Symptoms and Side Effects of Meth Addiction

Meth Symptoms
If you think that you or your loved one have problems caused by meth addiction, as a result you’ll need access to information that helps you understand the recovery process and decide what to do next. Common areas of concern include first of all the telltale indicators of addiction, the realities of drug detoxification/withdrawal and finally the best options for follow-up substance treatment. A firm understanding of these important topics will help you make choices that maximize your chances of halting meth use for good and creating a stable, reliable sober lifestyle.

Signs and Symptoms of Meth Addiction

People with serious methamphetamine problems qualify for diagnosis of a condition called stimulant use disorder.1 This diagnosis also applies to people affected by any other addictive stimulants, and includes both physical dependence/addiction and damaging, non-addicted abuse. Meth addiction and non-addicted abuse are grouped together because many people have overlapping symptoms of both problems.

Indications that you might be addicted to meth include:

  • An inability to control the number of times you consume methamphetamine
  • An inability to control the amount of methamphetamine you consume at any given time
  • A repeated inability to stop using meth
  • Increasing tolerance to meth’s stimulating and mind-altering effects
  • The development of strong methamphetamine cravings while not involved in active drug use
  • A shift away from previously favored activities and toward repeated meth use
  • Continued intake of methamphetamine after your consumption leads to significant physical or mental health-related consequences

Indications of non-addicted meth abuse include continuing to consume the drug after its intake leads to family problems or social disruptions, a meth-related decline in your ability to fulfill major obligations and recurring consumption of the drug while driving or performing other risky tasks.

A variety of additional mental and physical changes may signal the presence of meth addiction.2  Things you may notice (especially in long-term users) include:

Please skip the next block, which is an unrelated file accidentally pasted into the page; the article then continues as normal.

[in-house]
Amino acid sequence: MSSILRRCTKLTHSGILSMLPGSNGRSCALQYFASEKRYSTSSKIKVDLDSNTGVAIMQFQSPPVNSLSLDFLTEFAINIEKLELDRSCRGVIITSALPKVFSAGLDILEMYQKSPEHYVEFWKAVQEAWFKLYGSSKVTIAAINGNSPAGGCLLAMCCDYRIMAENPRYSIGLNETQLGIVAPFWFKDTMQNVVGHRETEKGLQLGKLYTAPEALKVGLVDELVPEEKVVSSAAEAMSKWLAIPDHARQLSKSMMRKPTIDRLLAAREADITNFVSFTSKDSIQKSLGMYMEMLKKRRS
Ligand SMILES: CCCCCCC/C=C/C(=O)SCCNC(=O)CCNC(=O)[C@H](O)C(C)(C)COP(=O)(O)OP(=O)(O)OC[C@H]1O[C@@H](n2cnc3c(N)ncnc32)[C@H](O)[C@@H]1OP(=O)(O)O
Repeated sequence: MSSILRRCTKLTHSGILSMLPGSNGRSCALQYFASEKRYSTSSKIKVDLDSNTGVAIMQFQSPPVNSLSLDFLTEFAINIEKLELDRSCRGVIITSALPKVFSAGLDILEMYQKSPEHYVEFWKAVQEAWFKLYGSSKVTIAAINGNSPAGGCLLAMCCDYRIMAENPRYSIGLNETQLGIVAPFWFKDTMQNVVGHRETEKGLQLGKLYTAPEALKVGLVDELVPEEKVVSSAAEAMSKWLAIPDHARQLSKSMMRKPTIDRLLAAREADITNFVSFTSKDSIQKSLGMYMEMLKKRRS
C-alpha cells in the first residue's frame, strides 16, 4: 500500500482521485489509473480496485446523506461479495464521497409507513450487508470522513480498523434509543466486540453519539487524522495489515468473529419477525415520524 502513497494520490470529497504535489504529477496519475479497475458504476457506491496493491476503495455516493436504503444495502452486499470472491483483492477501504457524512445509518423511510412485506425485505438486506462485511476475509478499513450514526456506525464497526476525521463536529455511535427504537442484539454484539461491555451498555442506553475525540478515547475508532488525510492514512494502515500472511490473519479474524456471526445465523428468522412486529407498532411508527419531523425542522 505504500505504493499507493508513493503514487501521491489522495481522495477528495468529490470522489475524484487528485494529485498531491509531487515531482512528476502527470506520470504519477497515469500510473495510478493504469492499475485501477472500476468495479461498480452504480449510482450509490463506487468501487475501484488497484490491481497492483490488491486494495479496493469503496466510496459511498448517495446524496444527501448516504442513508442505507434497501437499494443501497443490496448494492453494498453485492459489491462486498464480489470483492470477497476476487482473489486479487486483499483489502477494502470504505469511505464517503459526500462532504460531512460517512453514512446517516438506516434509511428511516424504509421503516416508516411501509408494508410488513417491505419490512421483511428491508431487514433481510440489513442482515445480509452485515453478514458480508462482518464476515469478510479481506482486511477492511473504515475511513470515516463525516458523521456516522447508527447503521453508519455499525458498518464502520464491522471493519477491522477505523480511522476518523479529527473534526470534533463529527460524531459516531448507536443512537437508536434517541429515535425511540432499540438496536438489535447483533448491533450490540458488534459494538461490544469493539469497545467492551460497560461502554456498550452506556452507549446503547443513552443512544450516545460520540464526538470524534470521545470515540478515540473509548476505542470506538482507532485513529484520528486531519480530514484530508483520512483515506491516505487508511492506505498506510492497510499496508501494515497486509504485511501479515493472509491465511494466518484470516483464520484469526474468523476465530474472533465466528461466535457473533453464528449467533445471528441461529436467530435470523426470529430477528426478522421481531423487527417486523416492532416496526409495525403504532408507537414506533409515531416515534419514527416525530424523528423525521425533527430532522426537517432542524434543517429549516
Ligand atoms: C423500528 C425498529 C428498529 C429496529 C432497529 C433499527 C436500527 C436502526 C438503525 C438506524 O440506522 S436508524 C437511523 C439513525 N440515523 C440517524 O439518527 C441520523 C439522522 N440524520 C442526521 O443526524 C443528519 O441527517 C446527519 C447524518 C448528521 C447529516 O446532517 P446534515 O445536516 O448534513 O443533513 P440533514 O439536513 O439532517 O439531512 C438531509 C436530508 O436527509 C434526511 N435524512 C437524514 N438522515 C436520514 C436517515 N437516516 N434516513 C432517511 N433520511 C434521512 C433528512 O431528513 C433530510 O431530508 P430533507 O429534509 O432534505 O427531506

• Major dental damage (including cracked teeth and eroded gums)
  • Disrupted sleep (e.g., long bouts of sleeplessness)
  • Unusually pale skin
  • Bouts of aggression and/or violence
  • Declining personal hygiene
  • Unexplained severe weight loss
  • Meth formication (a hallucinated sensation of insects crawling on or under the skin)
  • Other forms of sensory hallucination
  • Skin sores caused by formication-related itching
  • A confused or anxious mental state
  • Rising involvement in serious risk-taking behaviors
  • Bouts of psychosis (hallucinations combined with delusional thinking)
  • A paranoid mental state

While meth belongs to the larger family of amphetamine-based substances, still it is unusually powerful. This means that people who begin a pattern of methamphetamine misuse have significant chances of developing dependence and addiction. In addition, when addiction appears in meth users, it often takes a severe form.

Reach Out For Help

We provide holistic care and treatment using an individualized approach specifically tailored to your needs. Secondly, we help you lead a healthy, substance-free life with adaptive coping and problem-solving skills. Contact us today for more information on our certified staff of professionals, as well as our first-rate facilities.

  1. Substance Abuse and Mental Health Services Administration: Substance Use Disorders
  2. University of Maryland – Center for Substance Abuse Research: Methamphetamine
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